WorkingPoint markets itself as something more than an online accounting package. Its claims to be a small business management system revolve around a basic but effective web builder that lets you enhance your online company profile. Alongside this slightly incongruous feature is a capable accounting and bookkeeping solution that is particularly strong in areas like inventory tracking and estimating taxes, making it a good choice for small businesses offering products (rather than services). Indeed, WorkingPoint has a strong following among art and craft businesses. It is weaker in other areas, however, and a lot less comprehensive than QuickBooks Online, Zoho Books or Xero. The most glaring omission is the lack of a mobile app. Having said that, it is also quite a bit cheaper than its better known rivals.
- Excellent invoicing and expenses
- Good reports and contact management
- No payroll
Deployment: Cloud, SaaS
Training: Documentation, in-software help
Support: Contact form, help center, in-software tips
Talking of products, WorkingPoint also includes a robust inventory tracking tool, which is not always the case at this price point. There is also time tracking, though this is what it calls a WP Labs feature, meaning it is a work in progress. As such, it is by no means as polished or useful as the equivalent feature in QuickBooks Online.
WorkingPoint does not offer a comprehensive range of features but nor is it a pared down package like GoDaddy Bookkeeping. After customizing the dashboard (more on that in the next section) you can start to get into WorkBook’s core services. As well as an overview of financial information, the dashboard display links to new invoices, quotes, bills and expenses.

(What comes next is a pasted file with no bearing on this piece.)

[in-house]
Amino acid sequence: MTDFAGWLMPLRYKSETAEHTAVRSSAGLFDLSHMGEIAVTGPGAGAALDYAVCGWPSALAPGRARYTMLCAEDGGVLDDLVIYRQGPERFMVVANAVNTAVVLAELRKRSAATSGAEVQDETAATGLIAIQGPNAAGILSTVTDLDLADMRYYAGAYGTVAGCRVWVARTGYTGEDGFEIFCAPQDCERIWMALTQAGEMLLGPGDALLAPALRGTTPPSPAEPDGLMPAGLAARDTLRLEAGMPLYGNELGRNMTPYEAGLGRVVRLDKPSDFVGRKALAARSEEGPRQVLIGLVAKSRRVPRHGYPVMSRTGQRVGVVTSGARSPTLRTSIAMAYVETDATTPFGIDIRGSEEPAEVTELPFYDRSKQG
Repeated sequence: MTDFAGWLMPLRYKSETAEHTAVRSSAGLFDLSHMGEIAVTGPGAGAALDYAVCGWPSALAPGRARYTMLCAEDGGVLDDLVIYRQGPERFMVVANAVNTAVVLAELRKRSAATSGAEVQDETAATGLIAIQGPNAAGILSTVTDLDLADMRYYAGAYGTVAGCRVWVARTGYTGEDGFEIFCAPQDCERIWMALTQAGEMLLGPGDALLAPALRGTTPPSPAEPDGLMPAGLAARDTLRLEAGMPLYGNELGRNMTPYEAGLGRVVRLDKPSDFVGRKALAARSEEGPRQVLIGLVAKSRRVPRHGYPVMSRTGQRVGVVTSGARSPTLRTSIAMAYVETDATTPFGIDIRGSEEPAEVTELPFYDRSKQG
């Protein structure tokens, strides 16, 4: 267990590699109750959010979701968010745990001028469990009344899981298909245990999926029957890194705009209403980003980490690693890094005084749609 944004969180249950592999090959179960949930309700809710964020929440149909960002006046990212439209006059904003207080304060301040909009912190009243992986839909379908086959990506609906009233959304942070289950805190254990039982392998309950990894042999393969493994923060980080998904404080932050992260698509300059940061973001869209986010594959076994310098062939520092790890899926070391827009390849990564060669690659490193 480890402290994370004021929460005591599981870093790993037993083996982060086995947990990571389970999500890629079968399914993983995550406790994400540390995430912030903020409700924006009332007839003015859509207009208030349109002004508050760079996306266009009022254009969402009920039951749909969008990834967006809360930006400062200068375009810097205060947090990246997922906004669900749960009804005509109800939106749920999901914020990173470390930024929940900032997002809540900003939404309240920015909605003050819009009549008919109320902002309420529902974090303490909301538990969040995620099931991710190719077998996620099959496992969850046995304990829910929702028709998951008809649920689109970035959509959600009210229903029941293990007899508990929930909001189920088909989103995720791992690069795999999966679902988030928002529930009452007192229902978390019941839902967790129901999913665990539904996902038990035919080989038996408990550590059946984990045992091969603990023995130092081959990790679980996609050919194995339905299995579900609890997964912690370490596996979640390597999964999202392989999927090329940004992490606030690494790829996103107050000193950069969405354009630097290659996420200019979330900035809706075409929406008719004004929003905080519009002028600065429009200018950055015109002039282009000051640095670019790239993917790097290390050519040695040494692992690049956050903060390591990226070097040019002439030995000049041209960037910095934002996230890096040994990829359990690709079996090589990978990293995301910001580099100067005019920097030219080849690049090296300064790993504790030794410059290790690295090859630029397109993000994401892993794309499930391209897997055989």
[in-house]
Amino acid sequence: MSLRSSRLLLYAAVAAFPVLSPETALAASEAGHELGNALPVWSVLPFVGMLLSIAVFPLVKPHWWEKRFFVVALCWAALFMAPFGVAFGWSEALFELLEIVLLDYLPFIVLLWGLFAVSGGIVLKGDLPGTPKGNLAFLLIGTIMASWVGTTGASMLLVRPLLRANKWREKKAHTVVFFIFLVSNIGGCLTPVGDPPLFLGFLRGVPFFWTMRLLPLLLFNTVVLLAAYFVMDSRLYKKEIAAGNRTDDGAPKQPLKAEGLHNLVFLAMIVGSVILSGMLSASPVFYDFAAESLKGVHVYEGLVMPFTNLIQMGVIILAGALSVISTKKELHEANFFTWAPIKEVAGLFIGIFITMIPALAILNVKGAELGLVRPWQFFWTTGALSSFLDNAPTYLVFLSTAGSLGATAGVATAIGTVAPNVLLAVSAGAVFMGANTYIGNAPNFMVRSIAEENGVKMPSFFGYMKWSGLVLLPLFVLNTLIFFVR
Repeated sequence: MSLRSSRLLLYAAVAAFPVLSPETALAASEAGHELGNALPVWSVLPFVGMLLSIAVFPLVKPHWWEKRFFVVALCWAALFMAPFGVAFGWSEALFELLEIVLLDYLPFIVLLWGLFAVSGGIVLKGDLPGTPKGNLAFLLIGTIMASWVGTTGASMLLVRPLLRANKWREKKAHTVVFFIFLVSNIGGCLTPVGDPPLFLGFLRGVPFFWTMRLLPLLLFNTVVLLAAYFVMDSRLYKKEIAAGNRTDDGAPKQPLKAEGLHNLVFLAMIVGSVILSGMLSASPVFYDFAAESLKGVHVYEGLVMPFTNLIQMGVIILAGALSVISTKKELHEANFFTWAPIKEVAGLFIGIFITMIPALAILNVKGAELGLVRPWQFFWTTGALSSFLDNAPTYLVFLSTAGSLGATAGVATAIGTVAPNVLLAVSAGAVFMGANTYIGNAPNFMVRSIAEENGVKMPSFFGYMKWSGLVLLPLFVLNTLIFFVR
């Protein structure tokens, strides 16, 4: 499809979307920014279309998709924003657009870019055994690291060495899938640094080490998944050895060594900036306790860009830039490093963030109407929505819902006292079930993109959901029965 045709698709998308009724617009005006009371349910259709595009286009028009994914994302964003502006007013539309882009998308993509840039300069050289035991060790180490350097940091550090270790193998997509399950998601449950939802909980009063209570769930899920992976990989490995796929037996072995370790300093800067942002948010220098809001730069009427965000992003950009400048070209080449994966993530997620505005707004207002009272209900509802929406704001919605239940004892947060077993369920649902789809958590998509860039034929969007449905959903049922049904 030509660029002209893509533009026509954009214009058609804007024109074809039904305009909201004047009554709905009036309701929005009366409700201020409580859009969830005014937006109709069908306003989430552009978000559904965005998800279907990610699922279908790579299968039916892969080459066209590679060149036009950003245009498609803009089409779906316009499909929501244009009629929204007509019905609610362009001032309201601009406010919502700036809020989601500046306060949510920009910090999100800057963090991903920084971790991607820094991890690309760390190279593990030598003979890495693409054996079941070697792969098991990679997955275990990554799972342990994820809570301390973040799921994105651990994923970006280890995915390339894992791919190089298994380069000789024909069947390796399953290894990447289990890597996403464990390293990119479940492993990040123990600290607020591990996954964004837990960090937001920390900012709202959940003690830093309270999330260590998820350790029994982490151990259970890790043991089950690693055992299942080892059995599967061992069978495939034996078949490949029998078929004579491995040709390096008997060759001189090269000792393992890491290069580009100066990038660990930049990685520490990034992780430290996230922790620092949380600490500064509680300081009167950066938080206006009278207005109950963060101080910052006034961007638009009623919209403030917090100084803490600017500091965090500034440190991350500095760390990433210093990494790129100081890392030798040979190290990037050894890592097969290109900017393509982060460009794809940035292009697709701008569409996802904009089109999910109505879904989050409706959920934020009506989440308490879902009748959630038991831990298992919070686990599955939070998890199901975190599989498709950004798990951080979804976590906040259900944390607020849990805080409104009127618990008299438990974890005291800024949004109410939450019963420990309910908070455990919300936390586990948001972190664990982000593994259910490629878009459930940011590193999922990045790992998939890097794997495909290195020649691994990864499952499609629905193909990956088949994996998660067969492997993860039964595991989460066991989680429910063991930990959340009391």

Clicking on invoices at the top of the screen will take you to a list of all the invoices you have created up to now. You can see straight away whether your invoices have been sent, paid or are overdue, and this section also handles quotes. Like much of WorkingPoint, it’s comprehensive and easy to use. There are buttons to export data to CSV or prepare it for print, and you can batch process up to 30 invoices at once. Clicking on an individual invoice takes you to a detailed view.
One point to note is that the cheaper of WorkingPoint’s two plans - $9 per month - limits you to 10 invoices a month, so is very much aimed at freelancers and small time arts, crafts and ecommerce merchants. The higher price ‘Thunderstorm’ plan costs $19 a month and offers unlimited invoicing. This is still good value when compared to the sector average. Similarly, tax reports and recurring invoice plans are only available at the higher price point.
A similarly efficient system works for bills, expenses and purchases. There are no surprises here, but nothing is overlooked. WorkingPoint does not offer as many transaction forms as some competitors, but most small businesses will be satisfied with the selection.